- We must not only avoid working over-time, but have protected time of at least several hours per week, in which we are free of clinical responsibilities to participate in quality improvement projects. These projects involve receiving training in health services research and finding solutions to improve the quality of care in our specific units and clinics. The work is rewarding and helps nurture real leadership and team-work skills.
- The protected time from clinical duties can also help us initiate projects that build stronger links with community groups to address locally pressing health issues, such as diabetes, asthma, alcoholism, or obesity. Many of our hospitals have lots of meeting space for support groups, educational and prevention projects, workshops, health fairs, and other forms of community support. Often sharing resources and skills with the community empowers residents to improve their health in a respectful and perhaps more effective form than if it were to be addressed in an ER or clinic. It also allows residents to see us, healthcare workers, as people that genuinely care for their well-being beyond acute or emergency care, and may support us if we were facing our own crisis, such as a closures or lay-offs.
As Palestinians engage in massive protests, in NYC we are calling for solidarity. We are inseparable from the Palestinians injured, and the healthcare workers struggling not just to survive but to resist, as Israel bombs hospitals and ambulances to the ground in an attempt to break their spirit. In NY, we face, slower, every day assaults–overwork, lack of healthcare, silent deaths and ongoing mental and emotional trauma. The fight of Gaza is our fight! We will gather outside Bellevue Hospital, which is one of the largest hospitals serving poor populations in the city, and which treats patients in and out of Riker’s Island (a small version of the open air prison that is every day life in Palestine).
Second screening of the movie series hosted by Flo Jo!
Sunday July 13, 5PM-8PM
At The Commons 388 Atlantic Avenue, Brooklyn, NY (between Hoyt and Bond)
Subway: A/C/G to Hoyt-Schermerhorn or 2/3/4/5 to Nevins St
“The Waiting Room” presents an ordinary day in an Oakland public hospital emergency room, from both the workers’ and patients’ perspectives. The film asks workers what they do on a daily basis to deal with the constant (over)flow of patients, and shows them in action as they redress and remedy endless ailments and afflictions, doing some of the most demanding work in our society: care work. Simultaneously, the film depicts patients, mostly uninsured and poor, as they navigate the hospital and insurance bureaucracies and struggle to survive and be healthy another day. Join us as we bear witness to these struggles, discuss how it applies to our own lives and situations, and develop some ideas about how to fight for a society with human care at the center, for workers and patients alike.
We will have a special introduction with a former employee of the hospital, who now works in the ED of a busy New York hospital, and as always, discussion and refreshments!
For more information on Florence Johnston Collective, check this blog or contact us at firstname.lastname@example.org
We in Florence Johnston Collective love the 1983 film Born in Flames because of its complex treatment of politics in society! A “science fiction” film based ten years after a “social democratic revolution”, the film portrays two organizations of women struggling in a world that despite a “revolutionary” government, still faces exploitation, wage labor, sexism, rape, racism, homophobia, and state repression. The film raises a lot of great questions about state led vs. grassroots led political movements, and about the possibilities for liberation in a world that is still dominated by class divisions along race and gender lines.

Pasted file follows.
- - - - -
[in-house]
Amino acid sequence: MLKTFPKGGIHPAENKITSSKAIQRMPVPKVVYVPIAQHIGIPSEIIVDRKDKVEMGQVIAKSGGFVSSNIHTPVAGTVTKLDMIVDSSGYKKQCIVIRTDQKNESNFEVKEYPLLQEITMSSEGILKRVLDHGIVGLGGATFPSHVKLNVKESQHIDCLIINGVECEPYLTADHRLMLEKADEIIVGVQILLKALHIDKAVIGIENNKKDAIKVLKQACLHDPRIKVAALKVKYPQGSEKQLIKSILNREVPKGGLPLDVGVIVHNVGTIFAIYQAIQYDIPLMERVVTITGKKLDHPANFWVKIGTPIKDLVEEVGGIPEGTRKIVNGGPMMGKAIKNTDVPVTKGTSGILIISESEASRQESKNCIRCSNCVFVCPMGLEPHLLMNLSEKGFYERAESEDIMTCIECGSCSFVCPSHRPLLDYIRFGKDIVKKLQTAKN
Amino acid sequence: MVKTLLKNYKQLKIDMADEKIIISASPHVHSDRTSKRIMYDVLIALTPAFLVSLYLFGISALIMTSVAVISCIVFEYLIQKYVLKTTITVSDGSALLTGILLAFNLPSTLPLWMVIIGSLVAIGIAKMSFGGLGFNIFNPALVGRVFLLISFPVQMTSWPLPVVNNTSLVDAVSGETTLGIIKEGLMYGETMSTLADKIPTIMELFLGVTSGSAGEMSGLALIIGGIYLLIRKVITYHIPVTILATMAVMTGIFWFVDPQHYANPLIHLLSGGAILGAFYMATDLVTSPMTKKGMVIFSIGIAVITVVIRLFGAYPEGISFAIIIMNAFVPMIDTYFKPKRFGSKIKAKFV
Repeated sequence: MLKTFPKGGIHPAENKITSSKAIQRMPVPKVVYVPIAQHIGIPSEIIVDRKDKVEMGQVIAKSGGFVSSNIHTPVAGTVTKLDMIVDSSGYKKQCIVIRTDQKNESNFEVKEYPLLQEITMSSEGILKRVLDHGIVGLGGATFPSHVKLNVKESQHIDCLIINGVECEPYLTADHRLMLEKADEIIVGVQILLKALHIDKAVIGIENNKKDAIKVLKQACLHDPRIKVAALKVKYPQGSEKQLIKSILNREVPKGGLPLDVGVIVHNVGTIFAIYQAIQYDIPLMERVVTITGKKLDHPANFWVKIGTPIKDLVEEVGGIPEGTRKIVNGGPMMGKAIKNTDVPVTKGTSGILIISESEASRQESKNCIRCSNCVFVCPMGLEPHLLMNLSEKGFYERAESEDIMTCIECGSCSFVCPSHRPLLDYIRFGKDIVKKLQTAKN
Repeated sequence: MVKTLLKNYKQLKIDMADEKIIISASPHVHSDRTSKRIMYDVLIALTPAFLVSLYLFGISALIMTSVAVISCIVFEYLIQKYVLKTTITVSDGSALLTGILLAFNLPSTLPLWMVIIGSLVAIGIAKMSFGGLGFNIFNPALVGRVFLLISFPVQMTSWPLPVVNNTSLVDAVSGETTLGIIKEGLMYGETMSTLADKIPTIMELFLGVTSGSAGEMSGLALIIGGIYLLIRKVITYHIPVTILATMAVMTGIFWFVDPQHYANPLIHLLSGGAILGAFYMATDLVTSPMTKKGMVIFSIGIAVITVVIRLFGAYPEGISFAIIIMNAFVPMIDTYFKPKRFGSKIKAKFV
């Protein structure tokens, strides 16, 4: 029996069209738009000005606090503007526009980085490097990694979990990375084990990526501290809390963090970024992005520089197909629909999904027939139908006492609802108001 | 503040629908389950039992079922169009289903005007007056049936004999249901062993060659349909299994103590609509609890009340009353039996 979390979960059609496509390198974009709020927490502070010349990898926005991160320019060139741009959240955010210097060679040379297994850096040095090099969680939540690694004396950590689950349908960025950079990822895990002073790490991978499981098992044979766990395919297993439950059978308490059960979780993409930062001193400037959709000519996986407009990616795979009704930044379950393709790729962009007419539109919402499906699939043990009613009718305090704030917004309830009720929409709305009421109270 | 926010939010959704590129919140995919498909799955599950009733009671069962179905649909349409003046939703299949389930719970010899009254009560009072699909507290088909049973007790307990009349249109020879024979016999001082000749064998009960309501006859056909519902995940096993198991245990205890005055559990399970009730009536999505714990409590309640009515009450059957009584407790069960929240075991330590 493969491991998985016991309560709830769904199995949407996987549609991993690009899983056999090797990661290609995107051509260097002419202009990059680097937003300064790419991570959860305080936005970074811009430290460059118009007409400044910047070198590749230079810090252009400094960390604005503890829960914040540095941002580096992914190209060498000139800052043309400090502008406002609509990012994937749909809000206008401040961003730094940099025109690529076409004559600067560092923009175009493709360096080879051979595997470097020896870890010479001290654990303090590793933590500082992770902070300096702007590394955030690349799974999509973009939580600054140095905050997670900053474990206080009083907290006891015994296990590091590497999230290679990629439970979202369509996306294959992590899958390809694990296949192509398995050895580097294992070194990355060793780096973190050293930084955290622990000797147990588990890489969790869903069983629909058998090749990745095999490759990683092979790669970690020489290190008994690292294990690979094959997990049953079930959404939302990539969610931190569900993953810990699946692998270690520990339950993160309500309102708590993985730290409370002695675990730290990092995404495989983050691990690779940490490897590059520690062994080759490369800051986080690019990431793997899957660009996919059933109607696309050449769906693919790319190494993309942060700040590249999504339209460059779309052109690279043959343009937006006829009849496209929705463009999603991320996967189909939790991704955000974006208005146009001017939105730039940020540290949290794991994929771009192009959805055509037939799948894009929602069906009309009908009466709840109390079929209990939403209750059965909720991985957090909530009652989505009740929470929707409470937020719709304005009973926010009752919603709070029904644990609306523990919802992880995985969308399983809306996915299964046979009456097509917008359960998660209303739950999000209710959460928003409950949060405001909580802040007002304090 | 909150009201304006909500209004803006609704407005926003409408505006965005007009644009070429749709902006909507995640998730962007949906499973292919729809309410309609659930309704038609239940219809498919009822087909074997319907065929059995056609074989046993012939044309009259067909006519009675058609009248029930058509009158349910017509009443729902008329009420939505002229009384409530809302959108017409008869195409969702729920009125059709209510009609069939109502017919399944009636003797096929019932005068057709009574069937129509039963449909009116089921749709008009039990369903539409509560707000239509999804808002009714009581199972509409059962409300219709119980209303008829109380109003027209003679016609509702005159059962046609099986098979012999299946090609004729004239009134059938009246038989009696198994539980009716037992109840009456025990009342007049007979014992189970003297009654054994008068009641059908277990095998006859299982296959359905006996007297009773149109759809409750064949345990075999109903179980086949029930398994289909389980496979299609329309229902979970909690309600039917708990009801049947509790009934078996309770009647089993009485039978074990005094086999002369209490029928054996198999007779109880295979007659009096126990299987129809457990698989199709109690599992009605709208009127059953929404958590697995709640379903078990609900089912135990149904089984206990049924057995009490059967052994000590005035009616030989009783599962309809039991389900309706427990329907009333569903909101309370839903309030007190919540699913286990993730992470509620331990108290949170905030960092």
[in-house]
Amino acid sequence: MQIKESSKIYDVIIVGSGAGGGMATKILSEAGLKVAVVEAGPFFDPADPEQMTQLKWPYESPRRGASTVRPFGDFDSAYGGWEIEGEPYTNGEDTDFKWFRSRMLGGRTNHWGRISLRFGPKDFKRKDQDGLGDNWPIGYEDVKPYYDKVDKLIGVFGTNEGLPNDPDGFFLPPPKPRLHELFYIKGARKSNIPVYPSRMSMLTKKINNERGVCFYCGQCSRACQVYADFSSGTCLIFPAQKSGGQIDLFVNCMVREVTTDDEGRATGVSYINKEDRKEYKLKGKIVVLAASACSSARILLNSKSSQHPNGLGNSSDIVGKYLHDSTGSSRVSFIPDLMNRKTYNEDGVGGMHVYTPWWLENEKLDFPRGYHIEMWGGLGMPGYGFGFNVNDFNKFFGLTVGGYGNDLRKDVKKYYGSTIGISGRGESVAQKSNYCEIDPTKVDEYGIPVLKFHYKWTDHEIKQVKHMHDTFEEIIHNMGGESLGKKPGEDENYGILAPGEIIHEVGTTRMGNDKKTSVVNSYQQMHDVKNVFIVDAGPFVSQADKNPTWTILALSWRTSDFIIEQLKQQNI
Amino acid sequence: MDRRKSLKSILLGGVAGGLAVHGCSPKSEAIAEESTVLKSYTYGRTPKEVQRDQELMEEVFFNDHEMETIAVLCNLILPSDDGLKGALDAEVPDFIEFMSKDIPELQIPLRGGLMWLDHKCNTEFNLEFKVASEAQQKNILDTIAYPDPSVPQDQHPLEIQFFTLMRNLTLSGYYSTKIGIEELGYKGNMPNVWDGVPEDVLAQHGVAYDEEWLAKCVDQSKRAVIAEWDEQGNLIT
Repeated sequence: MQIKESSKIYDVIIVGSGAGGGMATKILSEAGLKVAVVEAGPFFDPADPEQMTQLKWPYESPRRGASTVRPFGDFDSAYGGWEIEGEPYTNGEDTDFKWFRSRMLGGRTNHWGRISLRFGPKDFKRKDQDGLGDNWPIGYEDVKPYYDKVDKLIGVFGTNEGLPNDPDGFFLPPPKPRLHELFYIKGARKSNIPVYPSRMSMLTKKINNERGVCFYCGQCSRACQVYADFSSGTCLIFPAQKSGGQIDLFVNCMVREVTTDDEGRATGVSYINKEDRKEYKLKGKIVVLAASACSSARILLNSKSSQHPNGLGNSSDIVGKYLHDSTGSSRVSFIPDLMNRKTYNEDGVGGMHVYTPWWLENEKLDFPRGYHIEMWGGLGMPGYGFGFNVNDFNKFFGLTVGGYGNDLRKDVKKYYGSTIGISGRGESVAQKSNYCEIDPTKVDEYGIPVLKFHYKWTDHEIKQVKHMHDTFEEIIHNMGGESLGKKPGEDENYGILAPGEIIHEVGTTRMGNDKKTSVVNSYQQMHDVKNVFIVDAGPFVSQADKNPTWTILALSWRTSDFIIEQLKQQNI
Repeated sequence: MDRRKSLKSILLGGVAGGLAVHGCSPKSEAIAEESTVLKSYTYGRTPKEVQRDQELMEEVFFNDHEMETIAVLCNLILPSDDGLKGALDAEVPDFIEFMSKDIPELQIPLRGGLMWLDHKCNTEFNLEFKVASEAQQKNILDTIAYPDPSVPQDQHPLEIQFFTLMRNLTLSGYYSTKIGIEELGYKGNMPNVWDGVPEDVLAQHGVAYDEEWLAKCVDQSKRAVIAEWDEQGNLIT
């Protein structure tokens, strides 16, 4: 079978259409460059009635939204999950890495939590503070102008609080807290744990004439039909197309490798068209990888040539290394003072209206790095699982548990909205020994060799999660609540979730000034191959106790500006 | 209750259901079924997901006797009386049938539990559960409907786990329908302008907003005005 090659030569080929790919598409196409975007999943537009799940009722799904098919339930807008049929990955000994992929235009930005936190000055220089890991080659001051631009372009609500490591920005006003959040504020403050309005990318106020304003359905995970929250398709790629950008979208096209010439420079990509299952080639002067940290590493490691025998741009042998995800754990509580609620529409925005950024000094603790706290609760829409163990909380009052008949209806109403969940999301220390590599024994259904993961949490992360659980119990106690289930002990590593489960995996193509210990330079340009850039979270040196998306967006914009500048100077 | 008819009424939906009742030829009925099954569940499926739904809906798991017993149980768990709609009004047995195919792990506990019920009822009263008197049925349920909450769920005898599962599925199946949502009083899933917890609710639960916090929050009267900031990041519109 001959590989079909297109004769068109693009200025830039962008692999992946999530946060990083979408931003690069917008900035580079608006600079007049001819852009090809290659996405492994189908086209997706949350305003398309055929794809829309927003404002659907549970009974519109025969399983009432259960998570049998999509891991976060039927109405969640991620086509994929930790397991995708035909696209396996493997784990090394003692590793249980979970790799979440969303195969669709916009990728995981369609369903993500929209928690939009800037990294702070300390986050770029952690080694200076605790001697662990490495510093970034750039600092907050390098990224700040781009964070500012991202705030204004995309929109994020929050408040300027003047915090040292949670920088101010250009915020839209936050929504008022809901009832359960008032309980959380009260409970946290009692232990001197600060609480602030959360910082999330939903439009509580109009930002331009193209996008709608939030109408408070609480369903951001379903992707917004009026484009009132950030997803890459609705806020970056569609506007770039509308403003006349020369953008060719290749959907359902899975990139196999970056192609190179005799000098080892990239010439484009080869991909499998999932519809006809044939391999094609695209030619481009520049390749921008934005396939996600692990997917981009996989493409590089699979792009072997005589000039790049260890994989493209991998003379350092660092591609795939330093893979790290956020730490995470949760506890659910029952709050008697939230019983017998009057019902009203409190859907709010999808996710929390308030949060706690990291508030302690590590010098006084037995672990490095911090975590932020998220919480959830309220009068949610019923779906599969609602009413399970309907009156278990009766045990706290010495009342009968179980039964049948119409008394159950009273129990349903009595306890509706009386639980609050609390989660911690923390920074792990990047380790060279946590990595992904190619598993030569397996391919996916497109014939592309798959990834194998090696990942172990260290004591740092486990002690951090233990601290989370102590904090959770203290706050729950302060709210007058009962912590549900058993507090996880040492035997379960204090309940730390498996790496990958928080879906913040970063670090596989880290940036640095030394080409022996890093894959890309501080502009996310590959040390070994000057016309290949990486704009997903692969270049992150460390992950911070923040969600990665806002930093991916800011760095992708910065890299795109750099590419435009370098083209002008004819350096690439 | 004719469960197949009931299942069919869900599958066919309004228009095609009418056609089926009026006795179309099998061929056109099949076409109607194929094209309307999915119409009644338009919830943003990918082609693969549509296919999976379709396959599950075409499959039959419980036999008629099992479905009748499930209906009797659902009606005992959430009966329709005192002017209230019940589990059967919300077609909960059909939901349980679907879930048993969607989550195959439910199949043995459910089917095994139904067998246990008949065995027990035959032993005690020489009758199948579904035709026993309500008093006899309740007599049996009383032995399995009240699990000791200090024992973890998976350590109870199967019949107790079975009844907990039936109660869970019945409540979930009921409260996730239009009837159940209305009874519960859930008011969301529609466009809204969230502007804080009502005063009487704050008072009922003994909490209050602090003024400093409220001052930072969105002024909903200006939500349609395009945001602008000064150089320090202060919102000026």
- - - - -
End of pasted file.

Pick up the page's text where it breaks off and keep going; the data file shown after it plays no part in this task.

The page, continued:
We hope to see you there!
**Please Note! We have changed locations for the ACA event to Barnard College, Barnard Hall Room 409, same time and date!**
Florence Johnston Collective wants to announce our new issue of Vital Signs! This issue features reports on Interfaith, Greece, and the impacts of the Affordable Care Act. To go along with the release of this issue, we will be hosting an event on March 22, 2014 at 2 PM at the Barnard College in Harlem (at Broadway and 117th St). Please come, and we welcome any healthcare professionals and patients to share their experiences with the NY State of Health, Medicaid, Medicare, and being uninsured.
And as always, we want to hear from you. If you want to contribute to the event or to our next issue of Vital Signs, please email us.
In the light of the ongoing catastrophe at the Fukushima nuclear power plant and its byproduct – radioactive contamination – in Japan, it is notable that those who are engaged in care work, or reproductive labor, have begun to organize and stand up, demanding the right to live happily as human beings. The nuclear disaster brought significant changes in reproductive labor, from watching out for radioactive levels in neighborhoods to feeding safe food to those who are more susceptible to radiation – children and youth. While the disaster in Fukushima is considered largely a Japanese problem, nuclear energy production is a global program operated by state-capital relations.
In attempt to maintain business as usual even in the wake of massive disaster, Japan’s government, in corporation with the nuclear industry, has launched a widespread campaign that downplays the negative effects of ionizing radiation.
Based on personal narratives and social organizing taking place in Japan, one of the Florence Johnston members has recently created a handbook for the purpose of sharing basic information on radiation, which is often an undercurrent, and even explicitly so in the United States, the birth place of nuclear energy and still the host to more than 100 commercial nuclear reactors.
For more info and directions for printing out: Zine: A Guide to Radiation
Some of our members and contacts have reported the hospitals they work at are pressuring them to take a flu vaccine, even to the point of forcing them to wear masks if they are not vaccinated. In response, we made the following flyer, and we are encouraging all workers to wear a mask in solidarity. We will be distributing posters and flyers at hospitals around New York. Let us know if you want to get involved!
We are holding a community and worker picket at Interfaith Hospital (1545 Atlantic Ave Brooklyn, NY 11213) on Tuesday, October 15 at 7pm.
Interfaith Hospital, after several delays, will have an injunction on November 15th to decide whether it will remain open or closed, and the company is planning on closing the hospital on Christmas Day. While the unions have depicted Mayoral candidate Bill de Blasio as our Holy Hospital Savior, he has merely delayed the possible closure until after he takes office. The delay does nothing for the 1,544 workers who received layoff notices, except buy time to find another job and reduce the layoff compensation. Furthermore, the Crown Heights/Bed-Stuy area are ultimately without 307 beds, 11,000 inpatient and 250,000 outpatient annual visits, and emergency services nearby. And de Blasio comes out on top.